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Ushers of the year? Attempted church robbery stopped by parishioners

When a gunman held up two ushers and a 72-year-old friar, the ushers chased after him and recovered more than $500.

Not at my church.

That's the attitude – described as both "pretty stupid" and "incredibly heroic," that two ushers had when an armed robber grabbed the collection following mass and they ran after the suspect, recovering the money.

At about 1:30 p.m. Sunday, after one of the busiest masses of the year celebrating first communion for dozens of elementary age children, ushers Francisco Torres and Jose Garcia brought the canvas bag, holding the day's collection to Brother Karl Koenig in the sacristy.

The organ at St. Anthony's of Padua started playing the recessional hymn as the crowd –mostly families with girls and boys dressed in white dresses and suits - got ready to pour into the sunlit street.

Meanwhile the ushers and the 72-year-old Koenig, who had recently had open heart surgery to repair an aortic valve, started the two minute walk from the church to the rectory where they planned on placing the bag of about $500 in a safe.

A minute into their walk, a man holding a black hood to cover his face walked toward them, lifted an arm to point a gun at them, grabbed the satchel and fled.

"He didn't say a word," Koenig said in an interview Monday. "No one did."

What happened next was both "incredibly heroic and pretty stupid," father Jud Weiksnar, also of St. Anthony's said.

Maybe it was the frustration of living in a city so accustomed to violence or the juxtaposition of the innocence of the church service with the aggressive act, but Garcia and Torres bolted after the guy.

They chased him a few blocks down to an intersection where another parishioner who witnessed the robbery tried to block the escape path with his SUV. The suspect turned the gun to the SUV and the man swerved, Koenig said.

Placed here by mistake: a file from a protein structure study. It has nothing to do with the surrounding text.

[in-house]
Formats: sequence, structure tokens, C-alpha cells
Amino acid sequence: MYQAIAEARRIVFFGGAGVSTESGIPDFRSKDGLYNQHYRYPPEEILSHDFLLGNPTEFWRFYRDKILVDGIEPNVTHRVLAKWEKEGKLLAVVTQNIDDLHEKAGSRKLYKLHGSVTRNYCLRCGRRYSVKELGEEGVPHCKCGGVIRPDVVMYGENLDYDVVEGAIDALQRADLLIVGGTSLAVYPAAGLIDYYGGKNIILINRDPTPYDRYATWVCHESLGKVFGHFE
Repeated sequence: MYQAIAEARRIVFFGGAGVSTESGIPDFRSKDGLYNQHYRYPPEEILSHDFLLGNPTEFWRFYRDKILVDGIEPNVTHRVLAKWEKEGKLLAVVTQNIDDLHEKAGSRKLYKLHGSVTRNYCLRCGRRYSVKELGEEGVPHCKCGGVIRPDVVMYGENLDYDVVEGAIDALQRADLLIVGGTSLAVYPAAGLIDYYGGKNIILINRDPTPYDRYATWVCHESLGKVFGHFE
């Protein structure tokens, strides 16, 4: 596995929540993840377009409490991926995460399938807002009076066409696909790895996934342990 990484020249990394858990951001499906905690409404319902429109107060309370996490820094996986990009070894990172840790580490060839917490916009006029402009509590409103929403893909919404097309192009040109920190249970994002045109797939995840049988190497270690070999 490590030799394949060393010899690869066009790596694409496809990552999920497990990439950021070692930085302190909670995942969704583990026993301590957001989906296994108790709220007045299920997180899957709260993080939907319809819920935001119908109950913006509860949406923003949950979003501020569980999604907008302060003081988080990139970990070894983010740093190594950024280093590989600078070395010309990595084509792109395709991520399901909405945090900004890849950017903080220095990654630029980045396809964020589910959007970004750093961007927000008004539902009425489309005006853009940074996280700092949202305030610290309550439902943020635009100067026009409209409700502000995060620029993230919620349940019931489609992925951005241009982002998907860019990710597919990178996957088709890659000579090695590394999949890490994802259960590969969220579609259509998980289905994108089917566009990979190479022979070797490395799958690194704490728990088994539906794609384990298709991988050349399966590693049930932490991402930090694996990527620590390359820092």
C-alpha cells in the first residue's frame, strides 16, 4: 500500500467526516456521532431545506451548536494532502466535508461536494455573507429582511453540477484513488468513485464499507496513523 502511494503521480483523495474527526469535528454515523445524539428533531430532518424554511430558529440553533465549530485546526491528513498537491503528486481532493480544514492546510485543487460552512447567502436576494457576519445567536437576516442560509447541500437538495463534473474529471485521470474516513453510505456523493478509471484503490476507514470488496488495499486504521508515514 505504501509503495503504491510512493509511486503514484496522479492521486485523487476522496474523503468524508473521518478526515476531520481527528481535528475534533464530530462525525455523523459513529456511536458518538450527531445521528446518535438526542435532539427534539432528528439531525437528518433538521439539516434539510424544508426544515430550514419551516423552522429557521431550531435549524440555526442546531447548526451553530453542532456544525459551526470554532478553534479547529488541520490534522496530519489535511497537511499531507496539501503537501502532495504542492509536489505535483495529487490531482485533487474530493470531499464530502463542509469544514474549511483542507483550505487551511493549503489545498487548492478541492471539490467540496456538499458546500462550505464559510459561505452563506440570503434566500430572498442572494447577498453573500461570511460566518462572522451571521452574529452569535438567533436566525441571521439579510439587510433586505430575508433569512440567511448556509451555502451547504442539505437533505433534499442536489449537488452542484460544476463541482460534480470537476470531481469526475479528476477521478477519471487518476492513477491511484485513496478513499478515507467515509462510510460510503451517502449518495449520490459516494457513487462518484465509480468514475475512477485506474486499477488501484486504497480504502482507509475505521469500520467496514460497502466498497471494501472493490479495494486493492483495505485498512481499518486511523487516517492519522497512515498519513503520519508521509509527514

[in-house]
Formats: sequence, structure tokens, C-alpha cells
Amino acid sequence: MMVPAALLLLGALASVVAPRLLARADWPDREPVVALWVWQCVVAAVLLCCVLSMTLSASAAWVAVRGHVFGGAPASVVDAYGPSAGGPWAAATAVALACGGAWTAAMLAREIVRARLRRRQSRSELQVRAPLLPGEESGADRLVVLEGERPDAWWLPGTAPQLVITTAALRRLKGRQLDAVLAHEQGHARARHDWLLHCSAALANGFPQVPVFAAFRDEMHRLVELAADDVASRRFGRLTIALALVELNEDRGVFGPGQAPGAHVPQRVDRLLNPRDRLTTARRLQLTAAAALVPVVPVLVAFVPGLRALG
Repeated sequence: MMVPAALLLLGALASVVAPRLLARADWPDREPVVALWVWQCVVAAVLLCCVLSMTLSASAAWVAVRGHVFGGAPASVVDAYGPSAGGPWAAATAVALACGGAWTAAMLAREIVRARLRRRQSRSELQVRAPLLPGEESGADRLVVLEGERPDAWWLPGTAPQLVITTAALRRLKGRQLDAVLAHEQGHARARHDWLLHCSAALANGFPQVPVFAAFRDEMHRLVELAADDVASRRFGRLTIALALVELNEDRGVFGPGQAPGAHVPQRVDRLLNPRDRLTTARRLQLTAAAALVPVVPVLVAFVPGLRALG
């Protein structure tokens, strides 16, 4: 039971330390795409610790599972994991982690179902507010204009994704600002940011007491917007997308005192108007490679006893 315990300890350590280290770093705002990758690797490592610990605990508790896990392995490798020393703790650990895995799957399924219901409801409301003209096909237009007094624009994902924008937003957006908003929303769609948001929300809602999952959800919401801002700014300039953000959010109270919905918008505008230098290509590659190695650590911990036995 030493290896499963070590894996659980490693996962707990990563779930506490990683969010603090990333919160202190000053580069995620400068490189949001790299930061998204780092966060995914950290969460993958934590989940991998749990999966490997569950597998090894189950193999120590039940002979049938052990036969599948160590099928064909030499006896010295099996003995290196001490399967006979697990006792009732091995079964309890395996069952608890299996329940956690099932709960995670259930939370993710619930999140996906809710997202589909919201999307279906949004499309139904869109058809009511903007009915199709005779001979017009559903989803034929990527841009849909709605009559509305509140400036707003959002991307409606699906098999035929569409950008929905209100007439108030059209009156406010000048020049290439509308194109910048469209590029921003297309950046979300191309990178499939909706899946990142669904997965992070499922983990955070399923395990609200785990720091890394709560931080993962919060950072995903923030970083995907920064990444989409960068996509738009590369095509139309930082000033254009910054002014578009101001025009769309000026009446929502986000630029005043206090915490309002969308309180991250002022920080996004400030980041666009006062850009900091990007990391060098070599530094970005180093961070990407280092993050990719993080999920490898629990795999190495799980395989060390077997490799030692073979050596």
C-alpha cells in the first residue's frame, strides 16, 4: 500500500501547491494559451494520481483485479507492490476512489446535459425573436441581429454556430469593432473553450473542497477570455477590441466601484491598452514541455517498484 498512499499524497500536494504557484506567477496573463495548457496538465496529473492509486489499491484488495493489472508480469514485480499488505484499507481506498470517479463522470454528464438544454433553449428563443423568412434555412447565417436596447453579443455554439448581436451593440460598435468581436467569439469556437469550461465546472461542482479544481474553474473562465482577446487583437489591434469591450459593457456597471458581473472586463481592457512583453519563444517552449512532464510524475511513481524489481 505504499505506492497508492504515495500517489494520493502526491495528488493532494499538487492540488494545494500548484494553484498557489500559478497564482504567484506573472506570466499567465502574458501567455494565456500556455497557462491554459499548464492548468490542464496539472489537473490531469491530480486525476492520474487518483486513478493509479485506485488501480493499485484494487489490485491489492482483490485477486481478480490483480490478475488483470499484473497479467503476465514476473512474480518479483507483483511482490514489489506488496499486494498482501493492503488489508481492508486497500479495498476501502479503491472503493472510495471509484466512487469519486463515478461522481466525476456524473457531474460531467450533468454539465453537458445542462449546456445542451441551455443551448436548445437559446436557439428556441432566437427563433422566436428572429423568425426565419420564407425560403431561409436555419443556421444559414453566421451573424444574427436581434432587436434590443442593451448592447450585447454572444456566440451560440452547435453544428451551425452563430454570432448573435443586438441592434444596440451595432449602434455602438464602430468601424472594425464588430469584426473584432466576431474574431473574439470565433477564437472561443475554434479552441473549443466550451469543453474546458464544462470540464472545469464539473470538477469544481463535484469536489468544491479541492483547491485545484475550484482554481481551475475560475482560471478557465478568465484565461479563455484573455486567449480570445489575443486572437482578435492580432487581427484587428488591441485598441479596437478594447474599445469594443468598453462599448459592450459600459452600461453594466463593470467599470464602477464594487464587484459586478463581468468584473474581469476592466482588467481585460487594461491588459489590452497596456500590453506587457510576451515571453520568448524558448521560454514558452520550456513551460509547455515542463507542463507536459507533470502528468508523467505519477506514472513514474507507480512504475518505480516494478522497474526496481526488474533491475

Koenig said the gun looked like a BB gun but he was still terrified he'd hear gunshots as he watched the ushers run after the man.

Moments later, as the suspect tried to scale a fence to get away, he dropped the bag and kept running.

"I would have preferred they just hand the money over and let him go. It's not worth the risk, it was a brave thing, very heroic but not very practical," said Koenig.

It's not the first time something like this has happened at the parish. In the 1980s a robber hit a friar over the head and snatched the collection he was transporting. That's when the church instituted the policy of having two ushers accompany the friars on the trip.

Police Monday arrested a suspect in the incident. They say they will assign police to the immediate church area on Sunday mornings.

Weisnar said he hopes the guy gets help.

"If somebody's gonna steal money from a church they're probably very desperate. That's the impressive thing, the guys chasing him were saying, 'We have to pray for this guy, he's probably in a very bad situation.'"

Koenig said he hopes it doesn't set back the church, which had its largest crowd of the year for the morning of communion masses, or discourage the community, which has advocated for increased safety measures, including lights in the neighboring Von Neida Park.

"It'll scare a lot of people, that's the problem," Koenig said. "Here we have another violence problem in Camden and we were hoping we were getting further away from that."

- Julia Terruso